It has been an exciting week of organizing for locals across the Commonwealth. I ended last week joining MTA members from the UMass campuses — and sisters and brothers from the UAW and AFT on those campuses — in speaking out at the Board of Trustees meeting to demand fair contracts. And then I began this week joining adjuncts from community colleges as they spoke to the Board of Higher Education calling for equal pay for equal work.
It is always inspiring to listen as union members speak truth to power in these forums, but I want to give a special shoutout to Diana Yohe, president of the Massachusetts Community College Council, for her speech to the Board of Higher Education.
While MCCC Vice President Jeff Seideman passed out envelopes that had a picture of a cow printed on one side, Diana explained that the continuing education courses in the community college system have been described by management as a “cash cow.” Diana then asked board members to turn the envelopes over to do some “back-of-the-envelope” calculations. Talking them through numbers such as students per class, revenue per student and cost per adjunct, she revealed that the community colleges could meet the demands of the bargaining team and still generate $147 million in revenues.
In addition to providing a brilliant and clear presentation of the facts, Diana, like any great educator, created an opportunity for the board members to discover the information themselves as all but two dutifully filled out the back of the envelopes in front of them. This was a great speech: clear, concise and clever. This was a fine example of the fun of organizing: Those of us there supporting the MCCC were grinning from ear to ear.
Attleboro Paraeducators Demand Raises
Meanwhile, paraeducators in Attleboro are exploding with power as they are mobilizing around contract demands. After 103 members of the 119-member unit signed a letter demanding real raises in their contract, 53 members showed up at a School Committee meeting on Monday dressed in unity T-shirts and wearing All In buttons to deliver their message. These paras have made it clear they will not accept someone else’s idea of what makes for a fair offer.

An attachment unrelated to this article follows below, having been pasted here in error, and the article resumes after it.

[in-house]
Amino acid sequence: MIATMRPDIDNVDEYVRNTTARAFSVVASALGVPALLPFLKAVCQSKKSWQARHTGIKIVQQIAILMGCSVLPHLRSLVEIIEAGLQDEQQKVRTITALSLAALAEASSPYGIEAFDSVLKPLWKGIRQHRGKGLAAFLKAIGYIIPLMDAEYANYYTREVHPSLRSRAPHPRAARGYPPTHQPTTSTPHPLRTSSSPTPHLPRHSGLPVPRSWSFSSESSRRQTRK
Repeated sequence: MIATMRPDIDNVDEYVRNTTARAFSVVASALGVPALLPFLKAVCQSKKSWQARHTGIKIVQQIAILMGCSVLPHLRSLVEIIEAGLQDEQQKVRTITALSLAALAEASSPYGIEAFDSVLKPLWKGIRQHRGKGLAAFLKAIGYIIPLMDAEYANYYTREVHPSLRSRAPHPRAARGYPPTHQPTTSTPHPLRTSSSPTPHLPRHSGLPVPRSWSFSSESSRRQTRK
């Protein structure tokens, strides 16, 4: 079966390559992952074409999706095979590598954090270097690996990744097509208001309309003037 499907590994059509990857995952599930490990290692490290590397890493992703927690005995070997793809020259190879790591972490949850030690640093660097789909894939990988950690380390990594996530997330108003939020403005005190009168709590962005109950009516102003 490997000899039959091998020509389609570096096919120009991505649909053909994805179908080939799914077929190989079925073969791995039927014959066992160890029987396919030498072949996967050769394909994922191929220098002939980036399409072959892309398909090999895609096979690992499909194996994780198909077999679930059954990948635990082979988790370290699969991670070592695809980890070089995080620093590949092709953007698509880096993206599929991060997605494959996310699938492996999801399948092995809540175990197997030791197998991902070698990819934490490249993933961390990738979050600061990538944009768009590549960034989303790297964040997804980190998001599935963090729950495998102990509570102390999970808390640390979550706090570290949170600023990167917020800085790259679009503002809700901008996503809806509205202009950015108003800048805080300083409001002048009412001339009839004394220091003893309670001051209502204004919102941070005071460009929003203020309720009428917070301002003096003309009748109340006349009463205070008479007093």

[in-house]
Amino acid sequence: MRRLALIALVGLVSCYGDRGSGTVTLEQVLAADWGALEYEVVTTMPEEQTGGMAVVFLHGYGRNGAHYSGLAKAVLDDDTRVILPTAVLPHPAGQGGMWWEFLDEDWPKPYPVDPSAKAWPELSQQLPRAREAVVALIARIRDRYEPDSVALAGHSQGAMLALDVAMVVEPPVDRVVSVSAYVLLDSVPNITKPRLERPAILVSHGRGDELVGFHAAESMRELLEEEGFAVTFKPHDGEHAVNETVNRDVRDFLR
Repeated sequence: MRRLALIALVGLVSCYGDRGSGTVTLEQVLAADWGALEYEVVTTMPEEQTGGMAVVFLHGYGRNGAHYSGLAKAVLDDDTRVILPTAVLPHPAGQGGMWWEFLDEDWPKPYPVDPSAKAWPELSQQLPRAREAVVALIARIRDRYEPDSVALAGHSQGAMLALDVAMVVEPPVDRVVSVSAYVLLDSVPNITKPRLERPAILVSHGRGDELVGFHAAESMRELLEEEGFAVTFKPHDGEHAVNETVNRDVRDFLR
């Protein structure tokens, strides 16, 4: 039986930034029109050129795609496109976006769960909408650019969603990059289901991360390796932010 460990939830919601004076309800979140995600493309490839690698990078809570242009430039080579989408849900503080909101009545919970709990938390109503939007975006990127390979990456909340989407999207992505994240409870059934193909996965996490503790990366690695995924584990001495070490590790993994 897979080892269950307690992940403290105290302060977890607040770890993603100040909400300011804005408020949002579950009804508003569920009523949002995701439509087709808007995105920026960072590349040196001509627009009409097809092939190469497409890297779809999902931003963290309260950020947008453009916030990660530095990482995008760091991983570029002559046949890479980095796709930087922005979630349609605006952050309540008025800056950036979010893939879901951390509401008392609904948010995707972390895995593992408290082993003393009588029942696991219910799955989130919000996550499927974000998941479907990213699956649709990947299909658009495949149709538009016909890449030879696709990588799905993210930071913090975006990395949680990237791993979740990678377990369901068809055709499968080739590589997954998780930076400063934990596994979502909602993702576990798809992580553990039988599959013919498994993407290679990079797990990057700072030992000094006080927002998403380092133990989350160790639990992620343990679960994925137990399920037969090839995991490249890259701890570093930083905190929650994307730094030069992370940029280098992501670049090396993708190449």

Wachusett Educators Begin Work to Rule
And then there is the Wachusett Regional Education Association, which engaged in work-to-rule activities this week. The members also have been showing up in large numbers at School Committee meetings and reaching out to the community for support.
‘Backpack Full of Cash’ a Hit in Amherst
More than 60 people — MTA members, community residents and local School Committee members — watched the movie “Backpack Full of Cash” in Amherst last week. If your local or region is interested in showing this excellent movie on school privatization, followed by a community conversation about the issues it raises, please contact Ari Mercado by clicking here.
Meanwhile, if you are in the Arlington area, mark your calendar for a screening of the movie on Jan. 8. Go here to reserve a seat.
Protest Detention of Social Justice Activist
For those of you in the Boston area, please come to a meeting on Thursday, Dec. 14, from 7 to 9 p.m. at the Community Church of Boston to protest the detention of Siham Byah. As described in this post, she is “a single mother and outspoken activist for social justice who has been in the U.S. since 1999. If deported, she may face cruel separation from her 8-year-old son, and potential detention, imprisonment, or even death in Morocco as punishment for her opposition to the Moroccan government and support for activist movements and political prisoners in Morocco.”
This is what All In looks like. Well done. Keep at it. Send me your stories so we can learn from them and inspire one another.